- There are a number of different tasks that go into running a successful healthcare organization. However, regardless of whether you are a multi-location hospital network spread across the country or a private practice consisting of one doctor and one nurse, revenue cycle management is one of the most critical processes that organizations need to master to be successful.
Revenue cycle management (RCM) is the overarching combination of claims processing, payment, and revenue generation. In the simplest terms, it is a health care organization’s financial circulatory system. It consists of all administrative and clinical functions that contribute to the capture, management and collection of patient service revenue. It is the entire life of a patient account.
RCM includes the use of technology to keep track of any claims through their entire lifecycle, ensure payments are collected, and address any denied claims. Revenue cycle management tools allow health care providers doing the billing to follow the process and identify any issues quickly, allowing for the steady stream of revenue.
A system running effectively prevents denials of claims and maintains a visible, efficient billing process. RCM also encompasses everything from determining patient insurance eligibility and collecting co-pays to properly coding claims using ICD-10.
Dig Deeper: What Is Healthcare Revenue Cycle Management?
Phyllis Wright, the Office Manager at Lake Shore OB/GYN, has said that RCM is nothing magical. But how an organization pays the bills and optimizes these solutions is critical to success.
A streamlined and efficient revenue cycle is one of the pillars of a successful health care organization. However, one that lacks efficiency, properly trained staff, and effective denials management can negatively impact the healthcare facility’s bottom line.
In order to develop a frictionless revenue cycle, organizations need to consider the basic steps involved:
• Point of service registration counseling collections
• Encounter utilization review and case management
• Charge capture and coding
• Claim submissions
• Third party follow-up
• Remittance processing and rejections
• Payment posting, appeals and collections.
Clearly, the revenue cycle includes more than just ensuring the end balance on any account is zero. It starts the moment a patient calls to make an appointment and ends when all outstanding payments are collected. There are many steps that need to be taken from the very beginning to ensure that nothing goes wrong. Failure to capture insurance information while setting up an appointment, for example, could lead to wasted time and resources when it is discovered that a patient’s payer is not accepted.
The revenue cycle management marketplace has experienced substantial innovation in recent years. Because it is such an important aspect of operations, it is no surprise that there would be new software and systems in this area. This has happened through direct software systems and approaches, as well as indirectly through electronic health records and other health care technologies.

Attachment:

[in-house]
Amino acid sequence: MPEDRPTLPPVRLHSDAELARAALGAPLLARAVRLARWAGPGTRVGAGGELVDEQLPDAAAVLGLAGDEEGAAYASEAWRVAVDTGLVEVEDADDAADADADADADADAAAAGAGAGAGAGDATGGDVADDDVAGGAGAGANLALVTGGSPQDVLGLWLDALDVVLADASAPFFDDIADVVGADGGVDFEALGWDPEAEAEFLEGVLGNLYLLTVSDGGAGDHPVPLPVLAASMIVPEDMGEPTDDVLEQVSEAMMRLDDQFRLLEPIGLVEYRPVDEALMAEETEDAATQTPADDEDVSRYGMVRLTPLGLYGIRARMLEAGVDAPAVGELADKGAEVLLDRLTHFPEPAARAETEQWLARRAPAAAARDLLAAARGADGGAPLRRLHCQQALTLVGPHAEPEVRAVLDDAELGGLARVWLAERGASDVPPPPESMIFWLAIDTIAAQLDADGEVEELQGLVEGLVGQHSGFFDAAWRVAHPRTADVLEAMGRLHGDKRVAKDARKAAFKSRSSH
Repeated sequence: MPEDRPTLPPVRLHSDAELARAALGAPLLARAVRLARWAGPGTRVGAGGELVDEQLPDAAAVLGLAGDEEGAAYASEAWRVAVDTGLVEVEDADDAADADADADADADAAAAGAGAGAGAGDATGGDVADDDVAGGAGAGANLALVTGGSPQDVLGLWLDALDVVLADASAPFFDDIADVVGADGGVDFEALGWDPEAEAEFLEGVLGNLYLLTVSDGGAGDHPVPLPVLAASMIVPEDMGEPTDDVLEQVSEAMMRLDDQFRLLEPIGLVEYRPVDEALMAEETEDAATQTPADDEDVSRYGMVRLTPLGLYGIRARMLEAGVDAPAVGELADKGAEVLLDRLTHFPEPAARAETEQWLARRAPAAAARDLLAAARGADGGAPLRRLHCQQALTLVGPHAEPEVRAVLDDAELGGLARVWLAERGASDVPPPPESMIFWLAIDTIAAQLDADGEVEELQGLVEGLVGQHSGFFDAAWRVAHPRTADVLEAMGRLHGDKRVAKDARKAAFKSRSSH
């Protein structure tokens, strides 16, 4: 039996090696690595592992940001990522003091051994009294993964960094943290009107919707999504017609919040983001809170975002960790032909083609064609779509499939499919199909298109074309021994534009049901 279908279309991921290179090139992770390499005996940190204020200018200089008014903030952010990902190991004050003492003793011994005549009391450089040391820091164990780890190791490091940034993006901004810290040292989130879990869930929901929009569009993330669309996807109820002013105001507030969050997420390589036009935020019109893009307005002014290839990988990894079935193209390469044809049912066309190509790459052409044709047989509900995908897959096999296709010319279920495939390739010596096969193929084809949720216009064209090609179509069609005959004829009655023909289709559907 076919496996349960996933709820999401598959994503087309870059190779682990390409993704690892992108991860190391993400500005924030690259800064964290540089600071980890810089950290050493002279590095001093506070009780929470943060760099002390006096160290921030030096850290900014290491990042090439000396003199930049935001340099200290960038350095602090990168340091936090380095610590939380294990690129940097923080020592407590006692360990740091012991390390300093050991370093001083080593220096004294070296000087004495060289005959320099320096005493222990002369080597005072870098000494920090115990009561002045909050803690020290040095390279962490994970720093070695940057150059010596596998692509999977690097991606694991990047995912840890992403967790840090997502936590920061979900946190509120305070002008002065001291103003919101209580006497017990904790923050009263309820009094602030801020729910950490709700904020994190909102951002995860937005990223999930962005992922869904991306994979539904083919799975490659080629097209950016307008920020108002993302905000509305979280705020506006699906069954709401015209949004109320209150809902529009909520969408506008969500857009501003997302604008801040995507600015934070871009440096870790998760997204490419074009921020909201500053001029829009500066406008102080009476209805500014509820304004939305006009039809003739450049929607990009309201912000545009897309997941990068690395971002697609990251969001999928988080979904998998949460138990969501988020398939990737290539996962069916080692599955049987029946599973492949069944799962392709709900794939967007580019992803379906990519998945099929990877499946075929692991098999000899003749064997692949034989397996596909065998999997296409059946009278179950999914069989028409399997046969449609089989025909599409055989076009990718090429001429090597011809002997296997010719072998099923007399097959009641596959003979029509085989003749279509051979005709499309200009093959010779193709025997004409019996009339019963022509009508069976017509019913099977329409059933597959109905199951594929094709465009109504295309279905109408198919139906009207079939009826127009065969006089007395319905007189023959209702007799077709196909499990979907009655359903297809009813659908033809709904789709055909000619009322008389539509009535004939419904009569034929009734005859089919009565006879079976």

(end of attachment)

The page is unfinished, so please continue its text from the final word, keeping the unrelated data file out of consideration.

According to Alan Soberblom, the vice president and CIO at Adventist Health, the revenue cycle is an area that is experiencing constant change.
“I think the area for some of the most innovation is around revenue cycle,” Soberblom said. “Innovating around improved integration and operational efficiency are what set ‘Most Wired’ organizations apart from others. Having registration, scheduling and patient account workflows on a single platform can dramatically increase efficiencies by helping users to complete tasks without having to switch between multiple solutions.”
It can be hard for a revenue cycle team to manage multiple high-priority projects at once. However, it is even harder when these systems are separated and not as seamless as possible. This is creating a need for hospitals to examine the entire revenue cycle. While many organizations have a solution that works, it may not be ready to handle the latest technology.
There are several areas that health care organizations need to focus on when it comes to investing in tech solutions that will help revenue cycle management solutions be more successful. These include:
System Integration – Revenue cycle systems can be very siloed. This leads to lost revenue opportunities. Organizations need to examine integrated software and hardware systems that can combine patient accounting, billing, collections, and electronic health records.
Billing and claims management – Reducing denials and rejected claims, training staff on denial management processes, improving point-of-service collections and decreasing delays in patient billing can all improve revenue cycle productivity.
Contact analysis – Robust data and proper strategy can help hospitals and other providers to leverage negotiation sessions. The revenue cycle has to have the confidence to both effectively negotiate rates and adjust the contracting process as needed to boost revenue opportunities with payers.
Coding/ICD-10 – Physicians need to ensure that they are coding everything correctly in ICD-10, as a single mistake can lead to overbilling and cause any health care organization to fail an audit.
Clinical documentation demands – Much like ICD-10, systems like meaningful use and other electronic documentation solutions can also impact revenue systems.
Understanding the components of the complex revenue cycle can help providers break down their processes, examine any weaknesses in the financial management chain, improve efficiency, and ensure that organizations are collecting maximum amount of revenue for the services they deliver.